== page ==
If Cozart is signed for three years then we move Peraza to center and trade Hamilton. We need starting Pitchers to go forward. I think our on field ‘D’ and hitting is there. Winkler is traded if he can bring a young, good pitcher, because where do you play him, as left field is maned by ‘D’ and power.

    • Broseph

      The optimism of Cozart signing with the Reds is nice although I think there is no way he goes for 3 years on a team friendly contract. All star season and another All Star season prior to injury is going to push his salary.

      The middle infield is an interesting problem. I’m of the thought that Gennett should be a Dan Straily player. Get him for nothing and trade him while his value is high and really shoot for a 2019 – 2022 window.

      Remember, you have Senzel probably on the roster in 2019 and Suarez under team control. I’d take those two over Gennett who will only decline from here probably.

  9. Jack

    Like Scooters 2 bobbles yesterday thst not one person commented about? But loved his Homer and 2 singles. Go figure . Don’t get me wrong here I love his hitting but what we seen in the field yesterday is what we will get .

  10. Tom Mitsoff

    We are clearly seeing that Gennett is not the answer defensively at second. You have to have a great glove there first and foremost, and that is not him. The next question is whether Dilson Herrera offers any better defense, which I cannot answer, not having seen him play over any period of time.

    Where in Wisconsin are you, Redsfan06? I’m in Madison.

  11. Dewey Roberts

    Not impressed with Peraza at all. I thought the Reds made a mistake by making him the key piece in one of their trades. Why? What did our scouts see in him? He has a terrible swing and will probably never change. Usually players don’t change their swing at this age. He hardly ever walks. I wouldn’t call him a super sub. He has no outstanding skill that makes him a super sub.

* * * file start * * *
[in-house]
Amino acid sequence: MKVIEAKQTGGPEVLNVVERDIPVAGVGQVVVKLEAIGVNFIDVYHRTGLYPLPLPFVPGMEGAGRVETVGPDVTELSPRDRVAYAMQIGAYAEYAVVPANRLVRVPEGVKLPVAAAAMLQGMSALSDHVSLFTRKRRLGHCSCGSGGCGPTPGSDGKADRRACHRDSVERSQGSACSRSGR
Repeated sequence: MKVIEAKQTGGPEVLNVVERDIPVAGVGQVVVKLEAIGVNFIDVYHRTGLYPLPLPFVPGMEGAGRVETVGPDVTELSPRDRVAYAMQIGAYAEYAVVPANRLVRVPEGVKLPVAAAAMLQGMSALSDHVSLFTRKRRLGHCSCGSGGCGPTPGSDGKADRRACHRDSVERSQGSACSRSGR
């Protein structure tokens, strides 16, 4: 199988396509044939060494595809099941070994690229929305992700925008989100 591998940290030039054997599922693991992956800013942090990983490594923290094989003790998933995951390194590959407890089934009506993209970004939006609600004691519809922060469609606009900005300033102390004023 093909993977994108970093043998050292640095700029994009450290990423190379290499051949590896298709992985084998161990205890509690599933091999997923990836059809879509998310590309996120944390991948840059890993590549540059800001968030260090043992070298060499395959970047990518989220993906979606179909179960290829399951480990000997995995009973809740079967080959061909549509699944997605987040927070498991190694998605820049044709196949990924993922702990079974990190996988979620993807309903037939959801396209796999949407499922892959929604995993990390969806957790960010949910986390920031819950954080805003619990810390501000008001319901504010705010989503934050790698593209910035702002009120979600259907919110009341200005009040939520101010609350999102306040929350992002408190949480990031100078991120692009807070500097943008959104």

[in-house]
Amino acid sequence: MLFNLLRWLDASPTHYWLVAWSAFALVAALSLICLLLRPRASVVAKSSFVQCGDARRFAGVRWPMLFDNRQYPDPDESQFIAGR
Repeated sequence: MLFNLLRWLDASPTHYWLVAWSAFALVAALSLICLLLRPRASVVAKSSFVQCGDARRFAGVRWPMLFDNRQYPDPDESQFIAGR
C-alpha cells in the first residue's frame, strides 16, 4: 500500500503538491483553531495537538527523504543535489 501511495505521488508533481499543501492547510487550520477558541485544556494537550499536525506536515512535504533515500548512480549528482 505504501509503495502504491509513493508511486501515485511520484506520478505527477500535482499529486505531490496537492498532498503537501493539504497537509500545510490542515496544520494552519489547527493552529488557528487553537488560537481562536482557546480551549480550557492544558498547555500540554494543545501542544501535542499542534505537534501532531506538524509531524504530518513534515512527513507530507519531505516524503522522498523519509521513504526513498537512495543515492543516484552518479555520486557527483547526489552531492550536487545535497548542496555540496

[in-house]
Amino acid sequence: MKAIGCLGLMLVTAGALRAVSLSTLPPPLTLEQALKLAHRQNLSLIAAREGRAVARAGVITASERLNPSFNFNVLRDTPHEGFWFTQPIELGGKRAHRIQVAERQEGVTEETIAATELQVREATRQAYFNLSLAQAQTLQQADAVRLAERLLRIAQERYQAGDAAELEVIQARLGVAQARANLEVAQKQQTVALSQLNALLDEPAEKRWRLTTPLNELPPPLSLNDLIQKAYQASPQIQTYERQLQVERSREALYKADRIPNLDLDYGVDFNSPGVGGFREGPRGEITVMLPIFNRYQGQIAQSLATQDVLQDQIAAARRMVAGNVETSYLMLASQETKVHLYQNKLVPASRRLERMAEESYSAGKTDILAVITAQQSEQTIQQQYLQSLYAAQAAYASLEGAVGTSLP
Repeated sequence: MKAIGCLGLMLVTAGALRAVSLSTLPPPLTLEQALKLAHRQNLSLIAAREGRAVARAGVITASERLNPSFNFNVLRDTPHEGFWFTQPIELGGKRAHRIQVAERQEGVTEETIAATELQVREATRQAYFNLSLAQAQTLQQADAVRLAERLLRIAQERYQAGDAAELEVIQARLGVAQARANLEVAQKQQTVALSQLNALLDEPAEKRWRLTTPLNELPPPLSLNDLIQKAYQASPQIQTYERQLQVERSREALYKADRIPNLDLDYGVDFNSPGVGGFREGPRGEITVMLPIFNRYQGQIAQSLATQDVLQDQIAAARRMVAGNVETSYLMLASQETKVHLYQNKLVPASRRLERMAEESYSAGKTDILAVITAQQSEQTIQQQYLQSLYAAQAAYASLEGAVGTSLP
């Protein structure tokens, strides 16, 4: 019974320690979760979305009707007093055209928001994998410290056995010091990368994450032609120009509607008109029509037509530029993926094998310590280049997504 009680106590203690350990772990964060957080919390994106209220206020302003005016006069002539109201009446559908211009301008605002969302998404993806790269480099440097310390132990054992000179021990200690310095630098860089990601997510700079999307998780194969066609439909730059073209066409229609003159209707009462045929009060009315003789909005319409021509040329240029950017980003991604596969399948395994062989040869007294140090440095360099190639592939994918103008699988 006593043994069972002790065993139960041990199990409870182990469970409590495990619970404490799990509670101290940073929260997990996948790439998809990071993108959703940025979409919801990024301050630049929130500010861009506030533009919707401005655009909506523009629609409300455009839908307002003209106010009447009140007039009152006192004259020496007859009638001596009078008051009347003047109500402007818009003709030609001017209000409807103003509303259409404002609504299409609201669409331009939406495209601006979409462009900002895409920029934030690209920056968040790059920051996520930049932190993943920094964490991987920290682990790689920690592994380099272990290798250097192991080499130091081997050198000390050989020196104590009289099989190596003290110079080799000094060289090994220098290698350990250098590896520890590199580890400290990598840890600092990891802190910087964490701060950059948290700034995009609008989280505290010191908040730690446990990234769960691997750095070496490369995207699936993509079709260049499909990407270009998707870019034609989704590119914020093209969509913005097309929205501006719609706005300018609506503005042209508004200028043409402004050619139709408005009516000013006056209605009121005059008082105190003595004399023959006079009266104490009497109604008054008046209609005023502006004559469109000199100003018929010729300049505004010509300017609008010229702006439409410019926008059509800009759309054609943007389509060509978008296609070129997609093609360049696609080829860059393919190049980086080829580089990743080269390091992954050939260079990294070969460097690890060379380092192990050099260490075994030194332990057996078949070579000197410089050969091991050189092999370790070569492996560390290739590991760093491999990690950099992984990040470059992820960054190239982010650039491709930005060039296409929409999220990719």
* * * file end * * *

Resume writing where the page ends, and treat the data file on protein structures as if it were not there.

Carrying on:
12. AndyW10

    My only question is why Peraza is still the starting second baseman. Gennett has been absolutely killing it, and it seems like he’s been a huge spark plug for the rest of the offense when he is in the game.
    I understand the Peraza is still young, this being his age 23 season, but he is struggling this year. He’s hitting .250/.276/.327, with virtually no power and struggling in the clutch, leading the league in double plays hit into. I think it’s time to make Gennett the #1 guy at 2B.

  13. Tom Mitsoff

    I was curious about Scooter’s defensive ratings, based on REDSFAN06’s comment above. Fangraphs has what they call Ultimate Zone Rating (UZR):

    UZR/150 is that statistic projected over the average number of chances for a season.

    Scooter’s UZR/150 has regressed substantially since his rookie year in Milwaukee:

    For his career as a second baseman, his UZR/150 is -4.8. Comparing apples to apples, Jose Peraza’s career number as a second baseman is -2.4 (in many fewer innings). Brandon Phillips’ career number is +6.9. Dilson Herrera’s in parts of two seasons with the Mets is +9.7.

    Some of the folks here who know much more about these numbers than I do can offer some perspective. But it seems to me that if you’re looking to build the next winning Reds team, you’d only have a guy with Gennett’s defensive rating starting at second base in an emergency or the absolute failure of the farm system to produce a defensively sound second baseman.

    I love the way Gennett is hitting, but I’m not on board yet with installing him as the second baseman with the long term in mind. In recent games, he has missed some chances that didn’t look all that difficult based on what we’re used to seeing from Phillips.

    • Tom Mitsoff

      I just noted Patrick Jeter’s post above with his perspective. I didn’t see it before I made the post immediately above.

  14. Abdul

    Scooter needs to be playing every day. Sit Paraza, please.